Roughly a year ago, the 10th U.S. Circuit Court of Appeals shocked advocates of property rights and government accountability when it held that the government can deliberately destroy an innocent family’s house and not compensate them for the damage. IJ sought the U.S. Supreme Court’s review, and when it denied cert we resolved to challenge the basis of the 10th Circuit’s decision in a future case.
This spring, we filed that case on behalf of Vicki Baker.
For some time, Vicki had wanted to leave the Dallas suburbs. With her children grown, she decided the time had come to fulfill her dream of retiring to Montana. As of last summer, everything seemed to be coming together: Vicki had found a buyer for her house, and in a matter of weeks she would be enjoying a peaceful and financially stable retirement.
On July 25, 2020, however, everything changed. That morning, Vicki’s daughter, Deanna, was at her mother’s house preparing it for sale when she learned that police were looking for a man suspected of abducting a teenage girl. Deanna recognized the suspect—Vicki and Deanna had hired him months earlier to install some shelves. Then Deanna heard a knock at the door: To her horror, it was the same man, with the missing girl, saying that he needed to use the house. Fearing for her life, Deanna let them inside. She then left and immediately called the police.
Police surrounded the house. After a few hours, the girl left unharmed, but the man remained inside. Deanna had given the police a garage door opener, a code to the back gate, and the keys to the front door so they could get into the house. The police used none of these and decided instead to have a SWAT team storm the house using explosives, toxic gas, and an armored vehicle. Ultimately, the suspect committed suicide before he could be apprehended.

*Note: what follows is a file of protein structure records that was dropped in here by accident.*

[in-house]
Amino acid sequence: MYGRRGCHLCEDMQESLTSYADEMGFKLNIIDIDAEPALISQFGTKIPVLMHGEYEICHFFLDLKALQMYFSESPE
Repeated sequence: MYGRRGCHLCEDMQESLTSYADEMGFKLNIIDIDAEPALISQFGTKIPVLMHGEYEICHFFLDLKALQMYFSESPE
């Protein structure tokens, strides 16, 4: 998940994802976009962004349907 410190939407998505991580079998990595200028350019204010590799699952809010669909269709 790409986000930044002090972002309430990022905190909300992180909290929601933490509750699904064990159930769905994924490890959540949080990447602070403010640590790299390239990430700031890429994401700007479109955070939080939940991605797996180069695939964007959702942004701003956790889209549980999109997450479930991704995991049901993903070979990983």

In addition to destroying Vicki’s fence and garage door, the SWAT team broke every window in her house, damaged the roof, and burst the pipes. The chemicals from the gas canisters were so toxic that a hazmat team had to dispose of all textiles, and all of the floors, walls, and ceilings needed repair. The assault left Vicki’s dog deaf and blind and caused an estimated $80,000 in damage to the house. The buyer, not surprisingly, pulled out of the negotiated deal.
Vicki believes Deanna did the right thing for their community by calling the police—but she did not expect to be left to cover the bill singlehandedly. Vicki’s insurance company refused to pay for most repairs, citing a clause that disclaims coverage for damage caused by the government. The city, too, refused to pay. That left Vicki with a substantial loss of her own savings—money that she was counting on for retirement.
If the government never has to pay for the damage when it chooses to use a tank rather than a garage door opener, it has no incentive to use less destructive means to achieve its goals in the future. What’s more, the takings clauses of both the U.S. and Texas constitutions affirm that the government can use and even intentionally destroy innocent owners’ property for the public good—but it must compensate them for the taking. IJ has teamed up with Vicki to ensure that the government abides by those constitutional rules and that it cannot arbitrarily single out innocent, unlucky private citizens to bear the costs of something that should, rightly, be the burden of society as a whole.
Suranjan Sen is an IJ Law & Liberty Fellow.
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